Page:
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Beijing 'regrets' EU solar decision

By Du Juan, Li Jiabao and Fu Jing (China Daily)

08:02, September 07, 2012

Beijing "deeply regrets" the decision by the European Commission to launch an investigation into the alleged dumping of solar panel products.

The probe is expected to damage the industry globally.

China exported nearly $26 billion of solar panels and products to Europe last year.

"China deeply regrets that the European Commission decided to start the probe, even though the country has called many times to solve the problem through discussions and cooperation," Shen Danyang, spokesman of the Ministry of Commerce, said in a statement on Thursday.

"Restricting China's solar panel products will not only hurt the interests of both Chinese and European industry, it will also undermine the healthy development of the global solar and clean energy sector."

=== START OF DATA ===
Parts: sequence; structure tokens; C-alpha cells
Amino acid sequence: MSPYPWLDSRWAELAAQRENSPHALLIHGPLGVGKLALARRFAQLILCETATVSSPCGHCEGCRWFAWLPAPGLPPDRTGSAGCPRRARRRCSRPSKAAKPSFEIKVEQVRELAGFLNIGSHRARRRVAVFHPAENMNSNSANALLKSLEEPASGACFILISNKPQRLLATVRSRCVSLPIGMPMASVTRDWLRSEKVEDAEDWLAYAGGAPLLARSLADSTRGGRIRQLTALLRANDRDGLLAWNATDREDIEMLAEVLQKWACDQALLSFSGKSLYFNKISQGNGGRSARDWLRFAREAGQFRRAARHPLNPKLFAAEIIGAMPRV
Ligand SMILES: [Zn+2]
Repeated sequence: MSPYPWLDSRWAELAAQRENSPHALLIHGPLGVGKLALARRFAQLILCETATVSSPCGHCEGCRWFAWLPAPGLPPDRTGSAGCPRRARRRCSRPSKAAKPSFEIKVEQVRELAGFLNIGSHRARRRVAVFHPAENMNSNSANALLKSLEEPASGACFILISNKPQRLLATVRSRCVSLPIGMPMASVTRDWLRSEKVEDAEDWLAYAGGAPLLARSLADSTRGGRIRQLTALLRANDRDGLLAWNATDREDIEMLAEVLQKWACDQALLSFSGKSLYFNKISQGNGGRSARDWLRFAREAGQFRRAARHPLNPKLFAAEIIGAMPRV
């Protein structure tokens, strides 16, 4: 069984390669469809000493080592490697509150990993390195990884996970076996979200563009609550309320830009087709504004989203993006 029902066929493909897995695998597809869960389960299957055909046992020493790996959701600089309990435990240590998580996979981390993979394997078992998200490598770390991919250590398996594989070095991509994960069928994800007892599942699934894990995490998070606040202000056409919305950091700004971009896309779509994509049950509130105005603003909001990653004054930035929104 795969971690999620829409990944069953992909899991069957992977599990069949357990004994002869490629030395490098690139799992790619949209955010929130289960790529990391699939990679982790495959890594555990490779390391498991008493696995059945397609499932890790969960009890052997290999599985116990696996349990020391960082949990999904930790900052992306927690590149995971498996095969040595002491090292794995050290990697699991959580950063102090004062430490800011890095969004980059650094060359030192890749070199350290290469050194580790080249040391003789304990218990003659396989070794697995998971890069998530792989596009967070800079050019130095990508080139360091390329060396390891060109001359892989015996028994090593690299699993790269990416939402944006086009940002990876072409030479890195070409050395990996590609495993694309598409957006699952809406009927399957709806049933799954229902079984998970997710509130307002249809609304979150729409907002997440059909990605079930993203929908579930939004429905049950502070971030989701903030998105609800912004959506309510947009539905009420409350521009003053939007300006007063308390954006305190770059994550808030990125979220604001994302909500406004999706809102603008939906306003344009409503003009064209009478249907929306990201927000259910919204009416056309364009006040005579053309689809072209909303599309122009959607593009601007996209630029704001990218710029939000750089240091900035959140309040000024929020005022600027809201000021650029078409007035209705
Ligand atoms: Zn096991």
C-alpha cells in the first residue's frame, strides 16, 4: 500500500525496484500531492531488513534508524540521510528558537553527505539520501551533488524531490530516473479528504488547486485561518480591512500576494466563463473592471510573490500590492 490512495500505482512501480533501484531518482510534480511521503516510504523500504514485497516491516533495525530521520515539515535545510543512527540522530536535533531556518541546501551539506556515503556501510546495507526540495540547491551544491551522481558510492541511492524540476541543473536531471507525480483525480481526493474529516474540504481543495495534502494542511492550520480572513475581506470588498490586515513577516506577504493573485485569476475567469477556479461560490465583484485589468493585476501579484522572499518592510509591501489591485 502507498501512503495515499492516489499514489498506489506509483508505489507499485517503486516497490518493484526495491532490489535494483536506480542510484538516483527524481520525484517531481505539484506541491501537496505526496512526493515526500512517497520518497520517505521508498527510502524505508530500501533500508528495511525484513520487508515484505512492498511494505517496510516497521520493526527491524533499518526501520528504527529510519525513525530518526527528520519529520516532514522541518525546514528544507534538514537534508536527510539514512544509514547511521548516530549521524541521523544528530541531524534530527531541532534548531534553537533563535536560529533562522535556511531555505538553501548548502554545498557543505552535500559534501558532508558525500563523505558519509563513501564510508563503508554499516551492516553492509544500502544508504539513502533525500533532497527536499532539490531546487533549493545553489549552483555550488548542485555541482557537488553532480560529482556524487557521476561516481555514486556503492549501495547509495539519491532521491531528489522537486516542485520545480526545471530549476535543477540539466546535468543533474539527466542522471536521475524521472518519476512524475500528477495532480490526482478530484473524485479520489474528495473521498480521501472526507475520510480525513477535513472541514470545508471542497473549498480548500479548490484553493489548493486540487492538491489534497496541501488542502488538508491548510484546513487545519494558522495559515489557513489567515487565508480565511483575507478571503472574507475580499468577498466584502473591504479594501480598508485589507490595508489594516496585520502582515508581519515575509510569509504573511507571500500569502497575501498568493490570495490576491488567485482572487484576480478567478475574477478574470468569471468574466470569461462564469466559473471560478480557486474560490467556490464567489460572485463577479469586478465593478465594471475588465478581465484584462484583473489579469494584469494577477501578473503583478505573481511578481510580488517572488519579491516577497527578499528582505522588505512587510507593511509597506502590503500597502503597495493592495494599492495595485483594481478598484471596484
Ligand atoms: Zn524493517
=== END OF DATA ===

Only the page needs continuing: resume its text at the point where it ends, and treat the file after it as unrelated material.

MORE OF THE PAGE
He urged the European Union to scrap protectionist measures and not to introduce new protectionist trade and investment policies before 2014.

The EU statement said the investigation is expected to last 15 months. But "it is possible according to trade defense rules to impose provisional anti-dumping duties within 9 months, provided there is sufficient prima facie evidence of dumping''.

Chinese manufacturers of solar — or photovoltaic — panels have denied that China was providing any illegal subsidies, noting that the industry is in the midst of a radical transition as the cost of products drops.

There were warnings that Beijing will retaliate.

The case will be the largest trade dispute involving China, said Xu Ruilin, head of the Solar Industry Association in Jiangsu province, where most major solar companies are located.

The investigation came after a complaint by a group of European solar companies in July led by Germany's SolarWorld AG. The company also started anti-dumping and subsidy cases concerning China's solar panel exports to the US in October 2011.

The US Commerce Department in May levied tariffs against several Chinese manufacturers, alleging they sold their products below cost.

China exports $35.8 billion of solar products last year.

The EU move is a blow against China's solar industry, said Zhou Shijian, a senior trade expert at Tsinghua University.

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